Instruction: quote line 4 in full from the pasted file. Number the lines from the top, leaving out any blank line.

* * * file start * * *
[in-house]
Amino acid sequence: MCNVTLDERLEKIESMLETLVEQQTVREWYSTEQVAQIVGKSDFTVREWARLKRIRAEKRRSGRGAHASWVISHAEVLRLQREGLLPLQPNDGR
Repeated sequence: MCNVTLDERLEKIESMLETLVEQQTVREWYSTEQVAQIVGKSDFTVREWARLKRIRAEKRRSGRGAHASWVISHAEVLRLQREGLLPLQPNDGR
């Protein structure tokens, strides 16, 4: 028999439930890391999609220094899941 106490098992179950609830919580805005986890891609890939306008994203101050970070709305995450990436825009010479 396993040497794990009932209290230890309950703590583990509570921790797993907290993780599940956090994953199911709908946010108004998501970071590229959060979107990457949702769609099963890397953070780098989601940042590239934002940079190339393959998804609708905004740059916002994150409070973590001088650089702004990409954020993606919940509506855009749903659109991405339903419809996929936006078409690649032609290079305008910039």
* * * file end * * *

């Protein structure tokens, strides 16, 4: 028999439930890391999609220094899941 106490098992179950609830919580805005986890891609890939306008994203101050970070709305995450990436825009010479 396993040497794990009932209290230890309950703590583990509570921790797993907290993780599940956090994953199911709908946010108004998501970071590229959060979107990457949702769609099963890397953070780098989601940042590239934002940079190339393959998804609708905004740059916002994150409070973590001088650089702004990409954020993606919940509506855009749903659109991405339903419809996929936006078409690649032609290079305008910039």